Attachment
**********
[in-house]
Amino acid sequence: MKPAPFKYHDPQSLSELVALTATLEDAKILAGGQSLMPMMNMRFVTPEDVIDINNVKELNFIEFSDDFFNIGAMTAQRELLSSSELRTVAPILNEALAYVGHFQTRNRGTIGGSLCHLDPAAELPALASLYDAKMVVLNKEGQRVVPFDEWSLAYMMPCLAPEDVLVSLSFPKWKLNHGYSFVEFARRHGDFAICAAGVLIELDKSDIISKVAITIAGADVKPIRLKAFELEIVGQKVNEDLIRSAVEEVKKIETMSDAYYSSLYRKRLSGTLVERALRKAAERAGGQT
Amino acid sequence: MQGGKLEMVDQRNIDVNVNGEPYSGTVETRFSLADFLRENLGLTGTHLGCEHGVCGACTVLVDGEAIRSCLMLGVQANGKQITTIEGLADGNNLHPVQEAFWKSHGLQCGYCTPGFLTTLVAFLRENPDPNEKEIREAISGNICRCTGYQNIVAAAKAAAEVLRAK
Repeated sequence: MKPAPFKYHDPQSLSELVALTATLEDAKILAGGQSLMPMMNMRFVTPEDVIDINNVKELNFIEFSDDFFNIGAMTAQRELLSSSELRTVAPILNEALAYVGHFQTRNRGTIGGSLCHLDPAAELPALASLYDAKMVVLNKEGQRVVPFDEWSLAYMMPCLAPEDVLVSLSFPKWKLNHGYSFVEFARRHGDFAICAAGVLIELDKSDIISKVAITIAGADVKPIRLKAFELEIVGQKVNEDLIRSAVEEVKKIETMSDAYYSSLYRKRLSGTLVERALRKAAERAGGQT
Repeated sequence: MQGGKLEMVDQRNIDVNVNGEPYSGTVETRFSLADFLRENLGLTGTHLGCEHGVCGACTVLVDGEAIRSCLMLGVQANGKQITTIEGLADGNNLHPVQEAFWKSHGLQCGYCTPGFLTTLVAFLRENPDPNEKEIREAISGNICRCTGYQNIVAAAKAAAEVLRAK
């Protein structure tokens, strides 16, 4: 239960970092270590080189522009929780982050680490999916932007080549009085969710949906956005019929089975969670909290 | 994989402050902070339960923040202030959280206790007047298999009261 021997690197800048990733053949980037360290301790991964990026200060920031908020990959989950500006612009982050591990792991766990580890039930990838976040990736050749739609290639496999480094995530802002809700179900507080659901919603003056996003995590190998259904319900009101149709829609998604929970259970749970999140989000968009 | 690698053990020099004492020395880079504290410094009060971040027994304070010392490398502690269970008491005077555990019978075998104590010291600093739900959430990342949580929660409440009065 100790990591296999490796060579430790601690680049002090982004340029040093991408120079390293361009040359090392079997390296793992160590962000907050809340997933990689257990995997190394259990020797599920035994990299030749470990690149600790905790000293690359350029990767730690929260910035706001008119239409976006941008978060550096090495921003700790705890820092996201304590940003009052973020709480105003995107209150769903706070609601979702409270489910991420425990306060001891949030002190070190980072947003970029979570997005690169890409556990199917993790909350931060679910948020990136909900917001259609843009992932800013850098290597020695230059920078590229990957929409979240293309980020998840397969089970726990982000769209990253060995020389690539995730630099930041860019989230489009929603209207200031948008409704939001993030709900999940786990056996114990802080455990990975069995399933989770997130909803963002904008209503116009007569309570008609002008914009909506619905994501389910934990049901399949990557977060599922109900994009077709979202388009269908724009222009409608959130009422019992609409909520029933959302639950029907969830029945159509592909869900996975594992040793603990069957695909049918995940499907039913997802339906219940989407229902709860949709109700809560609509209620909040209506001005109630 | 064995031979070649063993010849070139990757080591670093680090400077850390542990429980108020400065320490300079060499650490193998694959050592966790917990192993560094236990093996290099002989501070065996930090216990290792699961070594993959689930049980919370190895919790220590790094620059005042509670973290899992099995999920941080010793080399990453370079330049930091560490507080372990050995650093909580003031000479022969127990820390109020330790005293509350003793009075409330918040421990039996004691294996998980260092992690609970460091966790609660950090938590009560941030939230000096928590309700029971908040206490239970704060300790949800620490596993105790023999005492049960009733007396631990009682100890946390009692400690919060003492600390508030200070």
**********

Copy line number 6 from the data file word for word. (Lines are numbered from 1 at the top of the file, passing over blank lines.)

């Protein structure tokens, strides 16, 4: 239960970092270590080189522009929780982050680490999916932007080549009085969710949906956005019929089975969670909290 | 994989402050902070339960923040202030959280206790007047298999009261 021997690197800048990733053949980037360290301790991964990026200060920031908020990959989950500006612009982050591990792991766990580890039930990838976040990736050749739609290639496999480094995530802002809700179900507080659901919603003056996003995590190998259904319900009101149709829609998604929970259970749970999140989000968009 | 690698053990020099004492020395880079504290410094009060971040027994304070010392490398502690269970008491005077555990019978075998104590010291600093739900959430990342949580929660409440009065 100790990591296999490796060579430790601690680049002090982004340029040093991408120079390293361009040359090392079997390296793992160590962000907050809340997933990689257990995997190394259990020797599920035994990299030749470990690149600790905790000293690359350029990767730690929260910035706001008119239409976006941008978060550096090495921003700790705890820092996201304590940003009052973020709480105003995107209150769903706070609601979702409270489910991420425990306060001891949030002190070190980072947003970029979570997005690169890409556990199917993790909350931060679910948020990136909900917001259609843009992932800013850098290597020695230059920078590229990957929409979240293309980020998840397969089970726990982000769209990253060995020389690539995730630099930041860019989230489009929603209207200031948008409704939001993030709900999940786990056996114990802080455990990975069995399933989770997130909803963002904008209503116009007569309570008609002008914009909506619905994501389910934990049901399949990557977060599922109900994009077709979202388009269908724009222009409608959130009422019992609409909520029933959302639950029907969830029945159509592909869900996975594992040793603990069957695909049918995940499907039913997802339906219940989407229902709860949709109700809560609509209620909040209506001005109630 | 064995031979070649063993010849070139990757080591670093680090400077850390542990429980108020400065320490300079060499650490193998694959050592966790917990192993560094236990093996290099002989501070065996930090216990290792699961070594993959689930049980919370190895919790220590790094620059005042509670973290899992099995999920941080010793080399990453370079330049930091560490507080372990050995650093909580003031000479022969127990820390109020330790005293509350003793009075409330918040421990039996004691294996998980260092992690609970460091966790609660950090938590009560941030939230000096928590309700029971908040206490239970704060300790949800620490596993105790023999005492049960009733007396631990009682100890946390009692400690919060003492600390508030200070």